Handmade silverware was highly prized during the 11th century when royal silversmiths created works of art considered the finest in the region. The earliest documented account of Cambodian silverware came from a Chinese emissary in 1276 who remarked on the ‘very special design’ of local ornaments.
The region’s location made it a melding pot of South Asian, Middle Eastern and Chinese influences, resulting in unique styles of decoration. The Khmer obsession with silver is clearly illustrated by the famous Silver Pagoda at the Royal Palace in Phnom Penh, which features a floor of tiles made from 5,809 kilos of silver.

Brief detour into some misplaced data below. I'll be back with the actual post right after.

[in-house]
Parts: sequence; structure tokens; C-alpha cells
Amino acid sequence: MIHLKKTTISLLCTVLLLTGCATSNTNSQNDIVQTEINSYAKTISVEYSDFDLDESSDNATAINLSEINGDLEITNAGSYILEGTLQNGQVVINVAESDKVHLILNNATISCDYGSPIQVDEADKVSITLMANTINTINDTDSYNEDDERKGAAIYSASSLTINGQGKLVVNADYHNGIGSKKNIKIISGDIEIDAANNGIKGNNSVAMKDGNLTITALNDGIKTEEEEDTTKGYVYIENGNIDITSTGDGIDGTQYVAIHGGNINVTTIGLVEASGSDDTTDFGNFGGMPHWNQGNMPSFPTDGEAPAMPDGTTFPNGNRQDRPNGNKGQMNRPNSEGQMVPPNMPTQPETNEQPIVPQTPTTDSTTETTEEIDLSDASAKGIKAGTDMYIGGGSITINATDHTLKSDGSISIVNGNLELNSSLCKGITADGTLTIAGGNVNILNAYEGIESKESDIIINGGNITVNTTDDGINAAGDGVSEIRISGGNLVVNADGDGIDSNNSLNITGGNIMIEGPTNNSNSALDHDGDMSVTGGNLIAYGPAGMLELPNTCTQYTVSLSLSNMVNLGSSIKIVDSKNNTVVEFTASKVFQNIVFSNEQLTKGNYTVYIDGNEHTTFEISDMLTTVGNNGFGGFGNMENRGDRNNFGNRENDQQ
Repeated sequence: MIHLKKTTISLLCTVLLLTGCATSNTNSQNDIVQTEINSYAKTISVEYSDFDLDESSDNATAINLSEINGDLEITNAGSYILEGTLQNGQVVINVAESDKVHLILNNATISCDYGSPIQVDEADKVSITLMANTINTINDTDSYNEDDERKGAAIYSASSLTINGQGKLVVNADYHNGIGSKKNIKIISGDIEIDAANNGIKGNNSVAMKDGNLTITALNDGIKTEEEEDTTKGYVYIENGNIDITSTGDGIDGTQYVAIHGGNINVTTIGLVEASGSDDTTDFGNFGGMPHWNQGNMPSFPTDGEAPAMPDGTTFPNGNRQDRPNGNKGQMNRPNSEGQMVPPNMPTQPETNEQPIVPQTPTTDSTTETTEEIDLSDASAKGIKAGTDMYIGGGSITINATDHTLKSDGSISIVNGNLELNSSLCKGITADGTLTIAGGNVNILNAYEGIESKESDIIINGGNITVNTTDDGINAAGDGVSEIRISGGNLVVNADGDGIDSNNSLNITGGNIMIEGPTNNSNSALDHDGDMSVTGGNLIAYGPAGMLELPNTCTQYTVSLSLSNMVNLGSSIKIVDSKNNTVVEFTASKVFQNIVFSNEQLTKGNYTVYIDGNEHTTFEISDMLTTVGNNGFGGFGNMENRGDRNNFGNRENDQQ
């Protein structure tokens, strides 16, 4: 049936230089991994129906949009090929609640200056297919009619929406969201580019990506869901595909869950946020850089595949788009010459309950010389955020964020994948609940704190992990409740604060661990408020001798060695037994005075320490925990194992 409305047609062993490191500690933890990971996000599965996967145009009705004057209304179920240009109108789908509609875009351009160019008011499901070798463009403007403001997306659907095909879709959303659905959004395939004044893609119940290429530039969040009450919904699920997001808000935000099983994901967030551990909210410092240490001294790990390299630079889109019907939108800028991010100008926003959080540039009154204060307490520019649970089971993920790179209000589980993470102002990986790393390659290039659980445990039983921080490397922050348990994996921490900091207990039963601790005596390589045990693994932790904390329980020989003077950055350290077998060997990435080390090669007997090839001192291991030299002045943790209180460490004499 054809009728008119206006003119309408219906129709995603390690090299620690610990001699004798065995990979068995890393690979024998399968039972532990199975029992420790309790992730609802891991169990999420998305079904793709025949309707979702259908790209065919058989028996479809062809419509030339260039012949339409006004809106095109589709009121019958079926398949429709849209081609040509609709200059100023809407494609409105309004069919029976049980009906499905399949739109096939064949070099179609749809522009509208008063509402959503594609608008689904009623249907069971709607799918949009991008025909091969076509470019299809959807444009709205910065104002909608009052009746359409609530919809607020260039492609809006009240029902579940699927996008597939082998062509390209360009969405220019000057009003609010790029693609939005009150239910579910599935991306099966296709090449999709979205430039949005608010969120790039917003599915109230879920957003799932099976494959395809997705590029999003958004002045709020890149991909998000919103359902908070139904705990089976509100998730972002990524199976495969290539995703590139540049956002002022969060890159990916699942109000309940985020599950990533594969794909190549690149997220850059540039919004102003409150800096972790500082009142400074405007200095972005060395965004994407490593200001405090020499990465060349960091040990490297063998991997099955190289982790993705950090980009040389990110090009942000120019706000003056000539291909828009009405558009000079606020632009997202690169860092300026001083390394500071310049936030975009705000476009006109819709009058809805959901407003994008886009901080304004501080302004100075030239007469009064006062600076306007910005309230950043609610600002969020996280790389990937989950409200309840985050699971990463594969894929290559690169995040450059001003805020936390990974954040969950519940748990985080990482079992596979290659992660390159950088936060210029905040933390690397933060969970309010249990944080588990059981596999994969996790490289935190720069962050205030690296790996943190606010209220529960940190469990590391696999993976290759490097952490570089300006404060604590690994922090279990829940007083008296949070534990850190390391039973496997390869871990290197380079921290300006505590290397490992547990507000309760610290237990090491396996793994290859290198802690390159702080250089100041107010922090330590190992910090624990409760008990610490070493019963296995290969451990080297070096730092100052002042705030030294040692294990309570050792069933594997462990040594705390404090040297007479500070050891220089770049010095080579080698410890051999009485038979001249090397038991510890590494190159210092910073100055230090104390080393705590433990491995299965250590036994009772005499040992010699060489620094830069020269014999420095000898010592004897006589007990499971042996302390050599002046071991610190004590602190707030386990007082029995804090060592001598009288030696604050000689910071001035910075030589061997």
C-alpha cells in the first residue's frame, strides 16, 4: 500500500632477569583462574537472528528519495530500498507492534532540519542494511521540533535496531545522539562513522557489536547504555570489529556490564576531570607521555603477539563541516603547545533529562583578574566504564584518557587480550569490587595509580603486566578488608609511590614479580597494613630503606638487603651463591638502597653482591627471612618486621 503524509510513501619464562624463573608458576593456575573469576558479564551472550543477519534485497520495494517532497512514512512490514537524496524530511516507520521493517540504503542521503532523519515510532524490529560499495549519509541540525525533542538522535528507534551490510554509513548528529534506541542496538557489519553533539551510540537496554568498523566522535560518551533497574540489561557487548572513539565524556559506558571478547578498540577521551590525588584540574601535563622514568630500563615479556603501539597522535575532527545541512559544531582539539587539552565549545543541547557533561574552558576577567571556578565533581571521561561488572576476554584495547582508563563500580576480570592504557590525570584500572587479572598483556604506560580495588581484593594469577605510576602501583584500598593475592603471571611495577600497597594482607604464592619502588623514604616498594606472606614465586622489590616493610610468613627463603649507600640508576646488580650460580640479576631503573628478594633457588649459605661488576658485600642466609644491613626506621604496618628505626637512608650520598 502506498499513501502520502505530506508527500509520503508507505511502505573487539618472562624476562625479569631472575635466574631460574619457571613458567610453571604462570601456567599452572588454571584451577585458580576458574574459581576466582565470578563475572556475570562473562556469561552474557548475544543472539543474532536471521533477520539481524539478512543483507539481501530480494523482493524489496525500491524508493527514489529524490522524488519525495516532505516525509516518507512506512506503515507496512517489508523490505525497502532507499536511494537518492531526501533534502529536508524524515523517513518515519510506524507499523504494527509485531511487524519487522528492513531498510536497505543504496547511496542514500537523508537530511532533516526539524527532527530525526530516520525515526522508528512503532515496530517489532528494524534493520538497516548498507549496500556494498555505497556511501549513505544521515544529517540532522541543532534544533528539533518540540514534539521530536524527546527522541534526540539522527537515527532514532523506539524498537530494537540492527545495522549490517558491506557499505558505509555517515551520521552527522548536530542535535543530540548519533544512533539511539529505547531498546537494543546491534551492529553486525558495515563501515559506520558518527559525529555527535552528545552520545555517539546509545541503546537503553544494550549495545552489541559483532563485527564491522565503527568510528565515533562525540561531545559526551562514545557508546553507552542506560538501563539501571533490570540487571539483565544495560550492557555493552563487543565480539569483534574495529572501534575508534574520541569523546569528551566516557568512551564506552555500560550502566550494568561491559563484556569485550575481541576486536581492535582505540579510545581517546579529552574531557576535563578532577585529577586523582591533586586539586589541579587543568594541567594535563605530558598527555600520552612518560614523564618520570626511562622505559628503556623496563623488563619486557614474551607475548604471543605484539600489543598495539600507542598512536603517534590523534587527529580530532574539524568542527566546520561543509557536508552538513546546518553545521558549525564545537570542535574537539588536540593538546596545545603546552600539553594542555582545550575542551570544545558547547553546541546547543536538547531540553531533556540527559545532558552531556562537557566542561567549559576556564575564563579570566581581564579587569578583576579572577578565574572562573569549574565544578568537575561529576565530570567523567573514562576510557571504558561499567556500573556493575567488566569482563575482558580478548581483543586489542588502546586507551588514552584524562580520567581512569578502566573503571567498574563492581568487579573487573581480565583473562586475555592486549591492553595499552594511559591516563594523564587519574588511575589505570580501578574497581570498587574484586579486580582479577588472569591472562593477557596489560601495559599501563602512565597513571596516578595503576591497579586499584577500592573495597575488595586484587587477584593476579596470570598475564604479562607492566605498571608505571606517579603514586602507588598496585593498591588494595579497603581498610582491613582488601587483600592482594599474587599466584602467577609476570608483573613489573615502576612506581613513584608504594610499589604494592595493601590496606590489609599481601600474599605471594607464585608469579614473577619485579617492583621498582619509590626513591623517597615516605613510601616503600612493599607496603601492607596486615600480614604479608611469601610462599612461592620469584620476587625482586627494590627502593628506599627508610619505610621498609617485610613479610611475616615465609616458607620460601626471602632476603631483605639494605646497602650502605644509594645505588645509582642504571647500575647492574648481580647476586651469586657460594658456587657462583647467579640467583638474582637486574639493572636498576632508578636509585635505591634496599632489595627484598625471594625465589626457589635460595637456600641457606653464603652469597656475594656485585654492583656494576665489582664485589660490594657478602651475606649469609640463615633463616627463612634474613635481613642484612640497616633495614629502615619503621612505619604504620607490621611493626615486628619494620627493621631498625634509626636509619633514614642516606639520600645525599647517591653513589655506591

After the devastation of the Pol Pot regime, it was feared uniquely Cambodian techniques had been lost, but recently the craft has experienced a revival. Entire villages are once again devoted to silverware, and uniquely Cambodian patterns are re-emerging.
Local silversmiths from the communities surrounding Siem Reap are contributing to silver’s resurgence in the Kingdom, and among the authentic creations available at our market, you’ll find silver statues, hand-carved bowls and ornate trinket boxes.